New Brunswick pound
The pound was the currency of New Brunswick until 1860. It was subdivided into 20 shillings, each of 12 pence, with the dollar (initially the Spanish dollar) circulating at a value of 5 shillings (the Halifax rating).
In 1852, New Brunswick adopted the same standard for its pound as the Province of Canada was using, with 1 British pound = 1 pound 4 shillings 4 pence local currency (see Canadian pound). The pound was replaced by the dollar in 1860, at a rate of 1 dollar = 5 shillings.
In addition to British coins and Spanish dollars, copper tokens were issued in 1834 and 1854 in denominations of ½ and 1 penny.
Five chartered banks issued notes, the Bank of Fredericton (1837-1838), the Bank of New Brunswick (1820-1860), the Central Bank of New Brunswick (1847-1860), the Charlotte County Bank (1852-1859) and the Commercial Bank of New Brunswick (1837-1860). Denominations issued were 5, 7½ and 10 shillings, 1, 2, 3, 5, 10 and 25 pounds. Some of the Bank of New Brunswick and Central Bank of New Brunswick's notes also bore the denomination in dollars.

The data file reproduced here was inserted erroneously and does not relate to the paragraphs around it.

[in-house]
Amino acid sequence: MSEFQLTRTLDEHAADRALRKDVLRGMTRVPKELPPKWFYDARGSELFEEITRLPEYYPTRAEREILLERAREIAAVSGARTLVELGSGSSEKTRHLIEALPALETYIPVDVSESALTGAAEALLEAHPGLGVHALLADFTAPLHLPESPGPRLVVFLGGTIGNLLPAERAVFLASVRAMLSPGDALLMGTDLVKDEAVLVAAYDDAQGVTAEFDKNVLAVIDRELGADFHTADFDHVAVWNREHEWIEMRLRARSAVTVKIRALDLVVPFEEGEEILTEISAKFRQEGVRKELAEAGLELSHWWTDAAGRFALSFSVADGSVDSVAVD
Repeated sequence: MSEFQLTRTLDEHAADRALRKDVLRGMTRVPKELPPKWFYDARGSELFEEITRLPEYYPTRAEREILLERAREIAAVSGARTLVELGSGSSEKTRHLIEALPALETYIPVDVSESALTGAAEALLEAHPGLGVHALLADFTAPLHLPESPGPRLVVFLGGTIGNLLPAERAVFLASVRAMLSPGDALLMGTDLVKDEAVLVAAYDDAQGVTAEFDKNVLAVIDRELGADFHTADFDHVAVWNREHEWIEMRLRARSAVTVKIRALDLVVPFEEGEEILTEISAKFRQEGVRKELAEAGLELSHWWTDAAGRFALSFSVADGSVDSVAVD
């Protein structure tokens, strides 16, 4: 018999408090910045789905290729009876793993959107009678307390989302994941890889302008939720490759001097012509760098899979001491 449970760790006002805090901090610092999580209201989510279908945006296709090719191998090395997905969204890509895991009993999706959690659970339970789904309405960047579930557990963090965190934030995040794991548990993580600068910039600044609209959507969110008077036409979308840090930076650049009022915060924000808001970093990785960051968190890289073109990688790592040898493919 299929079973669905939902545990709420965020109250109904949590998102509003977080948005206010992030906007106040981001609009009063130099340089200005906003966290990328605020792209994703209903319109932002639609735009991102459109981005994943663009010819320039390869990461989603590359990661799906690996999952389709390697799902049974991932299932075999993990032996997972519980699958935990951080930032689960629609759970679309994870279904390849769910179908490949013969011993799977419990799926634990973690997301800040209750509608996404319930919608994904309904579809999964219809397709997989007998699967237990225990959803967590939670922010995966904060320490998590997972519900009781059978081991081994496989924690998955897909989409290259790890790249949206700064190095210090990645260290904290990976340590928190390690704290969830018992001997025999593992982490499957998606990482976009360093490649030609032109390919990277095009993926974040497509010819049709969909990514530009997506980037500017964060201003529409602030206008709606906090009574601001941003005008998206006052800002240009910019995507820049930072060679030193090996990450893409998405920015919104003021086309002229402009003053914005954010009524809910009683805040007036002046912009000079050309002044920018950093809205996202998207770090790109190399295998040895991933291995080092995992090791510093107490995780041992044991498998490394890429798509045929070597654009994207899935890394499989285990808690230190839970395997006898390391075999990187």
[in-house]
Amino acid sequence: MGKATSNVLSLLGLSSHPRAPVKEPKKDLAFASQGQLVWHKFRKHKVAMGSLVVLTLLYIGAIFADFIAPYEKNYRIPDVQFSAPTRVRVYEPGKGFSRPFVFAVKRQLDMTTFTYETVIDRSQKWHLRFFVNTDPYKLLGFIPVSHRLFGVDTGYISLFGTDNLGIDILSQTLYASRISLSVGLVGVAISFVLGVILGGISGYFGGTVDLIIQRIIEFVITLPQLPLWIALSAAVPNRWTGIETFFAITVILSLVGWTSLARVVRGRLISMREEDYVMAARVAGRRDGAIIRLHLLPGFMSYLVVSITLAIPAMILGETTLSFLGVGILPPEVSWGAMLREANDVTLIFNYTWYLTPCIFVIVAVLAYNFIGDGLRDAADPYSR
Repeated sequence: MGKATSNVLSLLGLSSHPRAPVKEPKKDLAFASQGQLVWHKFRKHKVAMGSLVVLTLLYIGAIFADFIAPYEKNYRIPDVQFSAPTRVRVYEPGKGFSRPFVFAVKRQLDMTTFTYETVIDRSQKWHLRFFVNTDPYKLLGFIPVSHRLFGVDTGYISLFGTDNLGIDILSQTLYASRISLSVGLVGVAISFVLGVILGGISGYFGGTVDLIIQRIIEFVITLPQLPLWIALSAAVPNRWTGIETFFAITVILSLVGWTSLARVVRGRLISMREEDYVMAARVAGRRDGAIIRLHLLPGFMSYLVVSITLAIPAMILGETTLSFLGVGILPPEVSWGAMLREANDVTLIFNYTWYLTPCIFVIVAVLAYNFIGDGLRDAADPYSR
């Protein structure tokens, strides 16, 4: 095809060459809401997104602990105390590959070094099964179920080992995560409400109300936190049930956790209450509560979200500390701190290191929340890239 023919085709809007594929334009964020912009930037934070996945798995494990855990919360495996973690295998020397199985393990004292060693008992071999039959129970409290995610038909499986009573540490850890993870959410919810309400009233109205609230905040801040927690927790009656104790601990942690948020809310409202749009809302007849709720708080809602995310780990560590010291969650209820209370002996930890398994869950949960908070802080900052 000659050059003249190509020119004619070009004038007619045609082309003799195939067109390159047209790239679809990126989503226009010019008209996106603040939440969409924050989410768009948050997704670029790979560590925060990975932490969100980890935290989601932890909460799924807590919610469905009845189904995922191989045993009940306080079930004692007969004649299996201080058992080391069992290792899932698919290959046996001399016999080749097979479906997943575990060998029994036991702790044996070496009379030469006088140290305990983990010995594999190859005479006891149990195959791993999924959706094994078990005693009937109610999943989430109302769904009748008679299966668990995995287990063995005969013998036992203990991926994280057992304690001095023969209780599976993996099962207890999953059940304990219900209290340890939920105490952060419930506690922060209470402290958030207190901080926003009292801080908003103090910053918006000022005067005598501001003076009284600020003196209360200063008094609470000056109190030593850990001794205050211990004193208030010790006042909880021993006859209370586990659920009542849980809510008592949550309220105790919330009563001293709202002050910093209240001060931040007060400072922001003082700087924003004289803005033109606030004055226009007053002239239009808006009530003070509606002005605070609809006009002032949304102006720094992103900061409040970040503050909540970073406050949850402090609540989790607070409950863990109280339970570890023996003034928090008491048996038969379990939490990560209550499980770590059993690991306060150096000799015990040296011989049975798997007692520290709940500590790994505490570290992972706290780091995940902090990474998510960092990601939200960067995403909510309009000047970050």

-  A History of the Canadian Dollar
- Krause, Chester L., and Clifford Mishler (1991). Standard Catalog of World Coins: 1801–1991 (18th ed.). Krause Publications. ISBN 0873411501. <templatestyles src="Module:Citation/CS1/styles.css"></templatestyles>
- Pick, Albert (1990). Standard Catalog of World Paper Money: Specialized Issues. Colin R. Bruce II and Neil Shafer (editors) (6th ed.). Krause Publications. ISBN 0-87341-149-8.<templatestyles src="Module:Citation/CS1/styles.css"></templatestyles>